Video: „An attempt to fail at ground breaking theatre with Pina Arcade Smith / She was just somewhere else“
Rizzi, Anthony: An attempt to fail at ground breaking theatre with Pina Arcade
Smith / She was just somewhere else
Antony Rizzi was born in West Newton (USA) and studied at the Boston School of Ballet. Over the last twenty years, he became one of William Forsythe’s most important assistants. He still lives in Frankfurt. At the moment, he is mainly occupied with his own work for his group Moving Productions. His works have been shown in Europe, Canada and the USA. Antony Rizzi has also choreographed for the Staatsballett München, The Boston Ballet and The Pennsylvania Ballet. In addition to making choreography, Antony Rizzi is also an actor and has worked with Jan Fabre and Jan Lauwers. He is also a guest teacher for ballet and for the improvisation methods that he developed with Forsythe during his time at the Ballet Frankfurt.
Why move at all? Why view dance? Why bother to create it? Can I allow resistance to actually propel me forward instead of obstructing me? Creating dances for me is about relationships, relationships to line, to music, to each other, and to the connections to certain associations that movements can make to help push the story or the research into the theme. And it is about description. Describing both space, the theme and describing feelings that come about in our research. At the moment friendship and the layers of other people that make us up as individuals is what I am working on. I often feel each work is like a puzzle with no example in front of you to guide you. But I guess a question that often comes up is, who am I and who are you? The work that I create is a mix of various elements using text and film to guide the viewer in finding a possible answer.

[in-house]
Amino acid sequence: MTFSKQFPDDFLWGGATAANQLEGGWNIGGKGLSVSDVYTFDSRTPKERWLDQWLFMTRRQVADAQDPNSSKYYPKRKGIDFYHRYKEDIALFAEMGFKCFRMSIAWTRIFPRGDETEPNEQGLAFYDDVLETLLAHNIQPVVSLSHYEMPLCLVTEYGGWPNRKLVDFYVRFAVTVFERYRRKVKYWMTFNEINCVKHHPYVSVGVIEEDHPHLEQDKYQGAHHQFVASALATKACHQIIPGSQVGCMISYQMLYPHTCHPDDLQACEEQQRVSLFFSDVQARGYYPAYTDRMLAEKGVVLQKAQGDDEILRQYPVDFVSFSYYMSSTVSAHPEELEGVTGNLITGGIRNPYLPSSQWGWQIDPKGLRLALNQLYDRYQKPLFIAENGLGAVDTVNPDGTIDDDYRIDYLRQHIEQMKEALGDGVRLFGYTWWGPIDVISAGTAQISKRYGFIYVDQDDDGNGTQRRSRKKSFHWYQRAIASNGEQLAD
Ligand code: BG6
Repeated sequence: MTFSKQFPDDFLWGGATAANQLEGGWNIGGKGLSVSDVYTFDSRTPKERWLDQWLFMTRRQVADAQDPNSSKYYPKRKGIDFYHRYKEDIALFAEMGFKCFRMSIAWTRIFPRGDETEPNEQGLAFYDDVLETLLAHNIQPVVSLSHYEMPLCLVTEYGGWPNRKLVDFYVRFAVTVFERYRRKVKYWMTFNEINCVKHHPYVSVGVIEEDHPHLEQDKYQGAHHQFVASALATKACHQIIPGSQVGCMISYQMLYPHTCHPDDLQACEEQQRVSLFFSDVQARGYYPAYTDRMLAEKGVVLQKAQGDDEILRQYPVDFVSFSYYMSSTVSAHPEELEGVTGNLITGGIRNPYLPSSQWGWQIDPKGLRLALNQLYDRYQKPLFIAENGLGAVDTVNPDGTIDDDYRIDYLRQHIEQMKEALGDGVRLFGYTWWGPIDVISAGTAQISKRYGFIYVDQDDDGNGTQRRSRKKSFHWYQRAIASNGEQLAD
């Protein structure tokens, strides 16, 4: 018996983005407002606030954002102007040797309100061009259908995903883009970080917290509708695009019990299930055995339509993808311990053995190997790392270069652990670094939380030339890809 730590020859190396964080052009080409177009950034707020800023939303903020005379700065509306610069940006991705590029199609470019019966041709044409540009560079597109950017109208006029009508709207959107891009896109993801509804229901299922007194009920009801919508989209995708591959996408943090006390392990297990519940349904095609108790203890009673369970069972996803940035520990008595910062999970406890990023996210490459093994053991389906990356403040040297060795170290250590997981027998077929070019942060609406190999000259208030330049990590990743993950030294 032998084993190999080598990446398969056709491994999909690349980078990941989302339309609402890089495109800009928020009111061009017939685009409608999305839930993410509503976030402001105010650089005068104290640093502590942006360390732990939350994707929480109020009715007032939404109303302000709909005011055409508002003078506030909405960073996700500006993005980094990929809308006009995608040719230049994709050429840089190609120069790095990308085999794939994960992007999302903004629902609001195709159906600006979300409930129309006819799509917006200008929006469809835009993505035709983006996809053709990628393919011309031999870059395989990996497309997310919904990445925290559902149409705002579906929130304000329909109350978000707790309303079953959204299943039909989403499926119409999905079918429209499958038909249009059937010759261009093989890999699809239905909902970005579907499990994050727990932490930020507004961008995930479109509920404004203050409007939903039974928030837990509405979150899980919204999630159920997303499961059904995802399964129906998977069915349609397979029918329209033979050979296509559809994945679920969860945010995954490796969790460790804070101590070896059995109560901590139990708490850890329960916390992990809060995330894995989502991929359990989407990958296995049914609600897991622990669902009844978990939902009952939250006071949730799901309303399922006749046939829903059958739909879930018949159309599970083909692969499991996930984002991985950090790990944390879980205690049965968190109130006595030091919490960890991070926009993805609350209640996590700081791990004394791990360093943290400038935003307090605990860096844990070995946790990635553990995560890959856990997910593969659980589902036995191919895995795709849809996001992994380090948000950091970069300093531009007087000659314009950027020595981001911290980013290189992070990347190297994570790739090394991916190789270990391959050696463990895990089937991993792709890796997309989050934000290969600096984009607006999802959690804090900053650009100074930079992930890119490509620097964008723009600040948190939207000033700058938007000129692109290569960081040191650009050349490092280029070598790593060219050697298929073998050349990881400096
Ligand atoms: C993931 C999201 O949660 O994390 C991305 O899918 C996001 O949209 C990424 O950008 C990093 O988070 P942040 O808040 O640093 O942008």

Creating performances is about letting the public go on a ride with me and my opinion and view of a certain theme.
Though I fight against labelling anything, it gives me pleasure to hear how others see and feel something that I have created – listening to their experience of the roller coaster ride.
Antony Rizzi‘s artistic energies go into a myriad of directions. He photographs and films while opening his flat to performances. He even dares put on a one-man show from time to time where he knocks your socks off with not much more than conversation. Of course, he also dances and choreographs and it was William Forsythe‘s style that has made the greatest impression on him because it pushes back the envelope of the physically possible. But his choreographies have their own trademark. His pieces don‘t just constitute dance. He‘s not worrying about forcing them into some sort of a conceptual corset. Instead, the cornucopia of ideas and abundance of associations in his works are held together by Rizzi‘s special way of looking at things. He‘s got a feeling for the absurd and a fine sense of irony that (almost) always describes people and their weaknesses affectionately, with a warmth and an aura whenever he himself steps onto the stage. One thing you probably won‘t see from the multitalented Tony Rizzi is a cool and calculated dance piece. He not only tries out himself, but also the means that theatre presents him with. Sometimes he‘s playful, but he‘s never thoughtless. SYLVIA STAUDE
"Some of my best friends are trash" (2007) 8 performers, stage 8 x 8 m, 80 min
"Everybody tells a story" (2007) 2 dancers, stage/space 6 x 8 m, 60 min
"Snowman sinking" (2007/1999) 3 performers, stage 8 x 10 m, 60 min
"Some opinions curated by Antony Rizzi" (2007) 4 performers, stage 6 x 8 m, 60 min
"The role I should have done" (2006) 3 performers, 40 extra, stage 8 x 10 m, 60 min
"I got something to say" (2004) spoken word performance, 2 performers, in a movie theatre, 75 min
"Being Human Being" (2003) 3 performers, stage 8 x 10 m, 75 min
"I am open and receptive to new avenues of income" (2001) performance/photo exhibition in private apartment space,
4 performers, 60 min